Cliff Hunt has worn many hats in the music biz. For the past 18 years he has served as co-founder, former chairman and COO of the technology company YANGAROO which is in the business of secure digital delivery of IP content to radio and television stations in North America. On August 1st, he stepped down from day-to-day operations with the company, passing the mantle to current company executive Gary Moss, but he will remain in a consultancy capacity for two more years. His son, Adam Hunt, was named VP Sales, Entertainment division at the same time.
You can read the press release here.
Over the years, Cliff Hunt has proven himself to be an astute businessman, a wise reader of people and trends, and cultivated a far-flung network of friends, alliances and investors. It is worth noting that after I returned to the music business about ten years ago, indie music promoter Joe Wood steered me to meet with Cliff, suggesting I should pitch him on starting a music trade publication for the Canadian music industry. I remember meeting with Cliff at the YANGAROO offices in Liberty Village. We had known each other over the years but never sat down to talk one-on-one. At the mere mention of what I was proposing he was immediately in as a seed investor. No hesitation at all in committing.
The name FYI came about because it was easy to remember, and served as an acronym for Farrell, Yangaroo Inc. With his support and a small cash infusion I met up with Gary Slaight, and the project took flight.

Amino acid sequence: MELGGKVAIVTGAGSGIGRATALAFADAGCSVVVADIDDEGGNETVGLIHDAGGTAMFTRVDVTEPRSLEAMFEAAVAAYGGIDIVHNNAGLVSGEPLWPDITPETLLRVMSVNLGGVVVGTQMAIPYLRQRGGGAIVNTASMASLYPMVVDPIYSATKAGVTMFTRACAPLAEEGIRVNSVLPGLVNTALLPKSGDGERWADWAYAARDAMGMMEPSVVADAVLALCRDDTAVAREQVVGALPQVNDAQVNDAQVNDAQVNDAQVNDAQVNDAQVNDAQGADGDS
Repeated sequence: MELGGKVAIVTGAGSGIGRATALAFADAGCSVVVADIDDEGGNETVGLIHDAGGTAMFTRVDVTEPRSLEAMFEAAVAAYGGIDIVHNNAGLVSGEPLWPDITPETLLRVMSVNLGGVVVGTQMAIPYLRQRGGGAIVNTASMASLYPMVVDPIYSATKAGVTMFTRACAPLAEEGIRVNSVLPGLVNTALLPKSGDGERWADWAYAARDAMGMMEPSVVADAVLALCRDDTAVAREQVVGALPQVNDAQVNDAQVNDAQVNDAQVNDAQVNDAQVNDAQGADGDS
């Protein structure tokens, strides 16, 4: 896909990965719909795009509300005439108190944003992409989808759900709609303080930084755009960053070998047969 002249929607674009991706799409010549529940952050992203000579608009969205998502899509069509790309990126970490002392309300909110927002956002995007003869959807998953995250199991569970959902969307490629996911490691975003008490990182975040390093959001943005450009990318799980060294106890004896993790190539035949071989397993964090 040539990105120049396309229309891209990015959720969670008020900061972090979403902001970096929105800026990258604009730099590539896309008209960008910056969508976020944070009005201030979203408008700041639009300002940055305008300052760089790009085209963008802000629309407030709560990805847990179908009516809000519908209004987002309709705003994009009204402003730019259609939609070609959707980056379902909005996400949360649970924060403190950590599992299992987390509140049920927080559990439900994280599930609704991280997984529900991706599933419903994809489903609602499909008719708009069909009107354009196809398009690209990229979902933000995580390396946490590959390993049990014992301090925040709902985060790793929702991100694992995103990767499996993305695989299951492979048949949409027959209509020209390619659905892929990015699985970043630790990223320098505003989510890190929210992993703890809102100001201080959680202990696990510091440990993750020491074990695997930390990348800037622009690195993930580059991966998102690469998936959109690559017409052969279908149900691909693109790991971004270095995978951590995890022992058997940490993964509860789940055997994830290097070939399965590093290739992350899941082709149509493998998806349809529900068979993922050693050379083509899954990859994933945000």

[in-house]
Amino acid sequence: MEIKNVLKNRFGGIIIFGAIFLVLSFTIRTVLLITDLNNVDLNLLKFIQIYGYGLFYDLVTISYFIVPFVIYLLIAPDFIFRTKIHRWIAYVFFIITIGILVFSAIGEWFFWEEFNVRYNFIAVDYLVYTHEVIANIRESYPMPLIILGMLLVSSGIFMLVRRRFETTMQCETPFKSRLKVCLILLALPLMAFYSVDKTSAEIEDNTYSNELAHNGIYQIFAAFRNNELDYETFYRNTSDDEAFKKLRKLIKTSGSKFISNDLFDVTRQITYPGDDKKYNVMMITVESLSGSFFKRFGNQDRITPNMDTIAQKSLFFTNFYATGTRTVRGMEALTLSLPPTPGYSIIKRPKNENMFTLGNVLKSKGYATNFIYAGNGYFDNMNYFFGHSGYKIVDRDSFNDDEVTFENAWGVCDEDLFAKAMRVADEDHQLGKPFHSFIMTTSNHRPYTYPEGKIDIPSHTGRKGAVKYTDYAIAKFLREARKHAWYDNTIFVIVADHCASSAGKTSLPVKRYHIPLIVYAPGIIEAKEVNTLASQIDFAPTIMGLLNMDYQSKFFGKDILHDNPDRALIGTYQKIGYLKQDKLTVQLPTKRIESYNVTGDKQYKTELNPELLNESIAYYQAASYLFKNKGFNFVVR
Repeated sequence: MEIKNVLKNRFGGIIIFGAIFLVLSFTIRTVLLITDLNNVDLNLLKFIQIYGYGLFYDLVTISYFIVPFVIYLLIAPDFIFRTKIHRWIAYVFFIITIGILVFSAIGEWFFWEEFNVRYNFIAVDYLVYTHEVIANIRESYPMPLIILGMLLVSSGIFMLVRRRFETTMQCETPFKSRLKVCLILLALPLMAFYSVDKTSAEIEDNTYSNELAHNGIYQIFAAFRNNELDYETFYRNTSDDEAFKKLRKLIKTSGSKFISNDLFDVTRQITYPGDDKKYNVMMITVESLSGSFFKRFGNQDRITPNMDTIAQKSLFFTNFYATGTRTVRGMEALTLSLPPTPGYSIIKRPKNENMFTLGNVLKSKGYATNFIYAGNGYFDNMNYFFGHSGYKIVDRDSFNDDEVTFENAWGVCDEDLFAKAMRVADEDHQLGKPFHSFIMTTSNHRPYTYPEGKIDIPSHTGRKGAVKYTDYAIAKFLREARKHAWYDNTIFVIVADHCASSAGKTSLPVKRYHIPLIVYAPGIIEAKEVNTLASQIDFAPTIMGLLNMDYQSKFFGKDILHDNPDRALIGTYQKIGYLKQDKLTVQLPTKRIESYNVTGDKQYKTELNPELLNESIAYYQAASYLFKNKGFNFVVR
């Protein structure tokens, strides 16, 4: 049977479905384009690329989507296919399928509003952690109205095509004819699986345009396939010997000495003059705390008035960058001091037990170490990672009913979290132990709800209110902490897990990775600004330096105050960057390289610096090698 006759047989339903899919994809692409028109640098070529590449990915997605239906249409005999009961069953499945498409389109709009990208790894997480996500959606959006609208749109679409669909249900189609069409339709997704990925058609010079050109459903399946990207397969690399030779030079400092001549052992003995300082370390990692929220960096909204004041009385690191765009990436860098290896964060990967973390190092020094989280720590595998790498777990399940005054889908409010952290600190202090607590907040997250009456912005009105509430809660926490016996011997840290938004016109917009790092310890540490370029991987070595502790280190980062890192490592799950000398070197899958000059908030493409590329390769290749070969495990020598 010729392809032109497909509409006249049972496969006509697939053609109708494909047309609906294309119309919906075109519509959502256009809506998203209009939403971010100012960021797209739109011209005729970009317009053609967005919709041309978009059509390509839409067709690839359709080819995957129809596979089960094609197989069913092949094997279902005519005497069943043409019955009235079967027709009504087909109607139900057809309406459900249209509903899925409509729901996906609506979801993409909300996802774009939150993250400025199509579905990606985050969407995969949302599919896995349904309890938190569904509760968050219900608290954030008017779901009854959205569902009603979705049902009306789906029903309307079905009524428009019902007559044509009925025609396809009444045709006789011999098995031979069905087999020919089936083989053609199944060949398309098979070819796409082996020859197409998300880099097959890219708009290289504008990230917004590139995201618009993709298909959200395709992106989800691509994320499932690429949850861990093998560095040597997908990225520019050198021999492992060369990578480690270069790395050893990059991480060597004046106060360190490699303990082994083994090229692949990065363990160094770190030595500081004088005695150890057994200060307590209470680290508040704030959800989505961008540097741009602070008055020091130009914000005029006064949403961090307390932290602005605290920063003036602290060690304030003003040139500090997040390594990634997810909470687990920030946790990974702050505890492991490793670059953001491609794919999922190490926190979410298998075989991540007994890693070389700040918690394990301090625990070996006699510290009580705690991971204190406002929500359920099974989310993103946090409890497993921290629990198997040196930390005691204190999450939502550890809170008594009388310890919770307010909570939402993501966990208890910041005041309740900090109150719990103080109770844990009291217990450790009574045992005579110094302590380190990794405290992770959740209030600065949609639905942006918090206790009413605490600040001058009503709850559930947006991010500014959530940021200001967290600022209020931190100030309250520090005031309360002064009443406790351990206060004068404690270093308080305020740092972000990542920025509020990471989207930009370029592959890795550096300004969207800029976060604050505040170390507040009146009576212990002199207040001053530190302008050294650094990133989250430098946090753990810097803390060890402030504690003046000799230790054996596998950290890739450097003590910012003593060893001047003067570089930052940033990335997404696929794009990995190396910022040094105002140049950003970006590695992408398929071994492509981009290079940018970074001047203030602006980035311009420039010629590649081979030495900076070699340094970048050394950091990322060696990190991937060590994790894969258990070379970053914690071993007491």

The following is a conversation with Cliff conducted yesterday. I wish him all the best in his next adventure.
Cliff, give us some background about the company: when it launched, how the idea came about?
It all began in late 1998, early 1999. I was sitting in my office one day and received a "cold call" from an investment banker who got my name out of a contact book. He was trying to get a record deal for his girlfriend. Long story short, one thing led to another, and we ended up meeting and discussing the current state of the music business and where it was going.
Digital file sharing was just becoming an issue, and co-incidentally I had just been approved for Direct Board Approval for Factor funding.
When I mentioned that I had access to government funding, but it required matching funds, he stated: "Well that's what I do, how much money do you need to raise?" After extensive research, it was clear that any investor money was going into technology related companies, and not music.
He was aware of a company that had acquired a unique technology called Bio Password that was a method of identifying the user of a computer by their unique typing rhythm or pattern on a keyboard. We discussed how cool it would be if you could combine this technology with a digital rights management platform and allow people to send music files while identifying both the sender and recipient. We met with them and realized they didn't see the value in what they had, and we managed to acquire the worldwide rights for Bio-Password for shares in a yet to be established technology company.
With that technology in hand, we set about to raise some seed money and put together a tech team that would build a working demo that we could begin demonstrating the dream and start seriously raising enough funds to build a viable technology firm focussed initially on the music industry.
Industry veterans, the late Gerry Lacousierre and Jerry Renewych, joined our Board of Directors and gave us immediate credibility industry-wide, both here in Canada and the US. I could never thank those two enough and will miss them both greatly.
That, essentially, is how we got started.
What are the highlights of your career at YANGAROO?
There have been so many it's hard to choose.